Introduction: Flickering Lantern for Halloween

Picture of Flickering Lantern for Halloween

As I walked into the hardware store the other day my eye was caught by a large display of strobing lanterns. I was immediately drawn to them forgetting about why I was even in the store! After a bit of contemplation I thought that while they got my attention there were a number of things that could be improved:

  • using an old kerosene lantern rather than a plastic replica
  • using an RGB LED to provide a more interesting light than white
  • using an ardunio to produce a flicker effect rather than a strobe

I would like to say the above was the reason to build this project, but let us be truthful, the main reason was so that I could have a bit of a muck around on a rainy day!

I do like the end result and it will be hanging over the front door this Halloween.

Step 1: Materials and Tools

Picture of Materials and Tools

I got the bulk of the components from ebay. The lantern came from a local second hand shop, it was cheap due to its condition but that is exactly how I want it!

The battery connection was based on the instructable by miceuz ( https://www.instructables.com/id/DIY-9-volt-battery-connector-for-free/) with the addition of a switch hotglued to the top of the connector. This is a great instructable and saved me when I didn't have a battery clip.

The step down convertor is used to go from 9V to 5V. I used an adjustable module but anything that steps down the voltage to the correct level will work.

Materials

  • Kerosene lantern or similar
  • Ardunio nano
  • 470ohm resistor
  • WS2812B 2*2 5050 RGB LED Lamp Panel
  • Battery clip with switch
  • DC-DC Buck step down convertor module
  • Heat shrink (or insulation tape)
  • Zip ties
  • Bamboo skewers

Tools

  • Soldering iron
  • Multimeter
  • Wire cutters
  • Small screwdriver

Step 2: Set the Voltage Regulator Output

Picture of Set the Voltage Regulator Output

As I wanted to hang the lantern above the front door I need to use a battery as the power supply. A 9V battery is convenient but the voltage needs to be reduced to 5V to suit the LED. I used a buck converter rather than linear voltage converter as that is what I had in my parts bin but I do believe that they are more efficient anyway.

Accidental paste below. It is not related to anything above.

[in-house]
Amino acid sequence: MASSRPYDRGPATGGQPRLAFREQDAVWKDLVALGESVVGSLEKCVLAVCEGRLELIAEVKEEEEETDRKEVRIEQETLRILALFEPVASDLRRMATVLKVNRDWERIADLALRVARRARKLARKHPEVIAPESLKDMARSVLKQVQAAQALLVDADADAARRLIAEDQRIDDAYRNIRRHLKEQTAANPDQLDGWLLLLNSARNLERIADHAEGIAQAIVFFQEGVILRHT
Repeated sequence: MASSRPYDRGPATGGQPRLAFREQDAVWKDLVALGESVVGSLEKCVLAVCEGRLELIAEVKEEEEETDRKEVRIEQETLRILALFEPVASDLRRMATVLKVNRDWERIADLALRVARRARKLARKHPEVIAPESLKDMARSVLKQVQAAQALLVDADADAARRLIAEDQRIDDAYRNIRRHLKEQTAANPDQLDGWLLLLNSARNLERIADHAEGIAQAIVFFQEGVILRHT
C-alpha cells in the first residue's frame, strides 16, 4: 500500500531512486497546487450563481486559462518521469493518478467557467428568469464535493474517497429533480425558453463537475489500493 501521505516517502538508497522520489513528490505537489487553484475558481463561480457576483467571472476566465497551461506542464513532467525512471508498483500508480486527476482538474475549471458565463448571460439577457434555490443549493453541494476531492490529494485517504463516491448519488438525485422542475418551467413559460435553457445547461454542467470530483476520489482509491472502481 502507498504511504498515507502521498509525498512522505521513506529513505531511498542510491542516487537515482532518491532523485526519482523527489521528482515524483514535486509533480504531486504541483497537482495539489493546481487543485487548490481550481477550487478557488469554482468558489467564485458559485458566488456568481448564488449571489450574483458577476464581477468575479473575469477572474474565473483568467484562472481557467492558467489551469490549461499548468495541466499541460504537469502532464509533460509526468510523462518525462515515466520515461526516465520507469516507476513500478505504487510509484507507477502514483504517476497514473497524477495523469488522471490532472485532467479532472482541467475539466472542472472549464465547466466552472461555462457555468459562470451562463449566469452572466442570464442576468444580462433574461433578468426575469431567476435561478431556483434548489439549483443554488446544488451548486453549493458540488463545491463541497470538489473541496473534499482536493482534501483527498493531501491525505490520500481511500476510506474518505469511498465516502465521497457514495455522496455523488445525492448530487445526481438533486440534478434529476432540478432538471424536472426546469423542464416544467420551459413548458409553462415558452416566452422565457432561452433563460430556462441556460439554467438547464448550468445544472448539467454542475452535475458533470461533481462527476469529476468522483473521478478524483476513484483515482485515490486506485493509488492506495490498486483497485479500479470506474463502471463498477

If you use an adjustable convertor like I did, you will need to tune the output prior to connecting it to the remainder of the circuit.

Connect the converter to the battery. Measure the output with a multimeter. Using a small screwdriver, adjust the output until 5V is measured.

Step 3: Connect the Components

Picture of Connect the Components

Connect the componts as shown in the picture. I was unable to find the correct image for the voltage converter but you get the idea! The battery lead is yet to be connected in the photo but this should be done at this time as well.

The LED control wire is connected to D4 of the Nano. Originally I connected and soldered the resistor to the nano and then the lead to the LED but this lead to difficulties in a later step. I finally connected it in line with the control wire, putting heat shrink on the joints.

All joints should be covered with heat shrink or insulation tape.

Step 4: Code

The flicker effect is generated by having the LED randomly dim in brightness. Originally I had it going to black but that created more of a strobe than a flicker.

With a bit of trial and error the best flicker effect was found when the LED was brighter longer than it was dim. This was achieved by setting the bright time with (random(500)) and low time with (random(200)) each time through the main loop.

I was in a little bit of a rush when I did this so used LEDS.setBrightness to change the illumination level. I think that a better effect might be achieved by changing the hue rather than the brightness. I will give this a try at some stage but keen to hear anyone elses' ideas on this.

Another thing to experiment with is the color of the LEDs. I used the predefined color "goldenrod" as it resembled a candle light but you might want to go to a red for that extra impact!

You may also note in the code that the LED was defined with "GRB". This is the order of LEDs in the module that I had. You may need to change this to RGB for your LEDs to show the correct colors.

Step 5: Fit Electronics to the Lantern

Picture of Fit Electronics to the Lantern

I didn't want to permanently alter the lantern so was limited in how I could mount the components.

Start by removing the glass chimney to allow the LED to be fitted.

Pass the wires in through a top vent and bring the LED panel down to the required level. Cut a bamboo skewer to a length that allows for it to be jammed into place (see photo). A second skewer was then fitted across the first and the LED attached via a zip tie. Replace the chimney.

Put the nano and voltage regulator into the anti-static bags they came in to insulate them against the side of the lantern. Secure the battery and the bags with a zip tie.

This all looks a bit messy but when the lantern is hung up you can't see the back of the lantern. If you were going to locate the lantern in a position where the back would be seen you would need to hide the components a bit better. Remember it will be dark so a simple black bag maybe enough...

Step 6: Hang and Enjoy!

Picture of Hang and Enjoy!

I hope you enjoy this simple lantern.

I think that there are a lot of modifications that could be done to improve this, tinker away!!!

Comments

DIY Hacks and How Tos (author)2017-10-03

Nice design. You should make a gif of the flickering and enter it into the GIF contest.

Great idea re the GIF and I will update the instructable to show this! Thanks for the comment

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